On not despising the obvious (or how the Bible must be central in evangelism)

I often marvel at how God brought me to faith. I grew up in a nominal Roman Catholic home. My parents divorced before I really knew what divorce was. I remember “the talk” where they broke the news. The parents had corralled me in the living room. Mom and dad disagreed so often that they rarely spoke to me as a unit, so this smelled . . . unnatural. I was seated on a drab brown couch, seven years old and facing south. After they told me, I deliberately feigned denseness as a way to express my anger. “What? Does this mean I’ll have no father?” They tried to explain, that no, I had it wrong. But in my horror and hurt, I was determined to remain clueless as long as possible to draw out this excruciating moment for them. Even seven years olds can understand revenge.

Continue reading “On not despising the obvious (or how the Bible must be central in evangelism)”

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On not despising the obvious (or how the Bible must be central in evangelism)

It hurts even when the wind blows

plug-your-ears

Over the last year, we have seen the tyranny of the offended. Students rally against Cecil Rhodes the imperialist, get threatened by sermons on love, and demand “safe-spaces” on campus, where no one would dare challenge their own personal fiction that they are good, beautiful, and of course, above average.Many have progressed beyond thin skin, to dispensing with skin altogether. And now, sensitive to even “micro-aggression,” it hurts even when the wind blows.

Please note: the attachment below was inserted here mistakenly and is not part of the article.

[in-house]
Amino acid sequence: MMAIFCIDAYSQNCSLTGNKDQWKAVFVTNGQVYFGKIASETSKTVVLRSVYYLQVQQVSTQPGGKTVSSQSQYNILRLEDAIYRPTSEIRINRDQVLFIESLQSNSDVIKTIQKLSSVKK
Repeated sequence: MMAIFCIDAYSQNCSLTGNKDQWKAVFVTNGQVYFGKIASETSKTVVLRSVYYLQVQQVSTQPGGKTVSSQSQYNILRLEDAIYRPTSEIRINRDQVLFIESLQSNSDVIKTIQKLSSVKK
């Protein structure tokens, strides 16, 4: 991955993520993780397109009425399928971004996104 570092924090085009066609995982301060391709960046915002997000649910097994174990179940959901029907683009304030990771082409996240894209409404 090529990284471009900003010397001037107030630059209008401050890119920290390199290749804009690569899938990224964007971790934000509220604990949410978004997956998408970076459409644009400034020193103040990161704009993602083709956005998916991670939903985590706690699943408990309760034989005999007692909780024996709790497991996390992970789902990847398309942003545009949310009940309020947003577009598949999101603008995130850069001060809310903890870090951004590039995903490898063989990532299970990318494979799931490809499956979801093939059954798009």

We are just beginning Baxter’s Directory, and his first words are to those who do not know God, but want to. Now Baxter is assuming that his non-Christian reader cares enough to actually read his advice to them. Or perhaps he is assuming that his Christian readers will take it in and apply it in their conversations and relationships with unbelieving friends. In any case, Baxter gives Directions to those who desire to be saved. His first can be summarized below:

Direction I: If you really want to be a child of God, work hard to cure your ignorance regarding matters of salvation by seeking to understand the Word of God.

He then goes to talk about how reluctant, and foolish, we are to avoid hearing from God on our spiritual condition. Some make the excuse of not being “book types.” But even the “book types” have excuses–and this touches on the subject of micro-aggression. Their excuse is that hell is a rude topic, and it is even more unmannerly to suggest that anyone as refined as they might go there.

“These honorable, miserable men, will bear no contradiction or reproof: who dare be so unmannerly, disobedient, or bold, as to tell them that they are out of the way to heaven, and strangers to it (that I say not, enemies); and to presume to stop them in the way to hell, or to hinder them from damning themselves, and as many others as they can? They think this talk of Christ, and grace, and life eternal, if it be but serious, (and not like their own, in form, or levity, or scorn) is but the troublesome preciseness of hypocritical, humorous crack-brained fellows…” (C.D. 1.1.1.1); pp. 12-13.

Satan is subtle. Following his logic, it is rude to jar people awake with a fire alarm–much more considerate to let them burn in their beds. It’s rude to point out the bridge is out, and polite to let people enjoy their Sunday drive unmolested. It is cranky to suggest their is something funky in the kool aid, and kind to allow people to enjoy a refreshing beverage as the bodies pile up in Jonestown.

To be saved, we must not only not resent the fire alarm. We must listen for it.

It hurts even when the wind blows